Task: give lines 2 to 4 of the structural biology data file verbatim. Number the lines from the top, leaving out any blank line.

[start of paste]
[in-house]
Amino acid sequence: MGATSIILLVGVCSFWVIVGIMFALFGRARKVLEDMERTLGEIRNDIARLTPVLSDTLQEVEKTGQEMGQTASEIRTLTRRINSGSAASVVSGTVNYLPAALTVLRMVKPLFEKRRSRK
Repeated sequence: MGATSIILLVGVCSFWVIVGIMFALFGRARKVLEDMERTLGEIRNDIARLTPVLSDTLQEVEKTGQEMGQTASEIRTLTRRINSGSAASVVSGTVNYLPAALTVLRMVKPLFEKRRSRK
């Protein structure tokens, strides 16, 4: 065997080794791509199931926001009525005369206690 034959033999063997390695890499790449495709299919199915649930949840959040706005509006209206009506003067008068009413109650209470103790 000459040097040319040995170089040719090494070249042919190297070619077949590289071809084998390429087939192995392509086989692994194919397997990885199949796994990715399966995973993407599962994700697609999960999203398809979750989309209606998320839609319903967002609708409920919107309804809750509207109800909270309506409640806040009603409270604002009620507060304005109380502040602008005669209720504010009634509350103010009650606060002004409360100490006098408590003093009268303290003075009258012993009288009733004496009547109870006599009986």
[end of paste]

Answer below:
Amino acid sequence: MGATSIILLVGVCSFWVIVGIMFALFGRARKVLEDMERTLGEIRNDIARLTPVLSDTLQEVEKTGQEMGQTASEIRTLTRRINSGSAASVVSGTVNYLPAALTVLRMVKPLFEKRRSRK
Repeated sequence: MGATSIILLVGVCSFWVIVGIMFALFGRARKVLEDMERTLGEIRNDIARLTPVLSDTLQEVEKTGQEMGQTASEIRTLTRRINSGSAASVVSGTVNYLPAALTVLRMVKPLFEKRRSRK
């Protein structure tokens, strides 16, 4: 065997080794791509199931926001009525005369206690 034959033999063997390695890499790449495709299919199915649930949840959040706005509006209206009506003067008068009413109650209470103790 000459040097040319040995170089040719090494070249042919190297070619077949590289071809084998390429087939192995392509086989692994194919397997990885199949796994990715399966995973993407599962994700697609999960999203398809979750989309209606998320839609319903967002609708409920919107309804809750509207109800909270309506409640806040009603409270604002009620507060304005109380502040602008005669209720504010009634509350103010009650606060002004409360100490006098408590003093009268303290003075009258012993009288009733004496009547109870006599009986």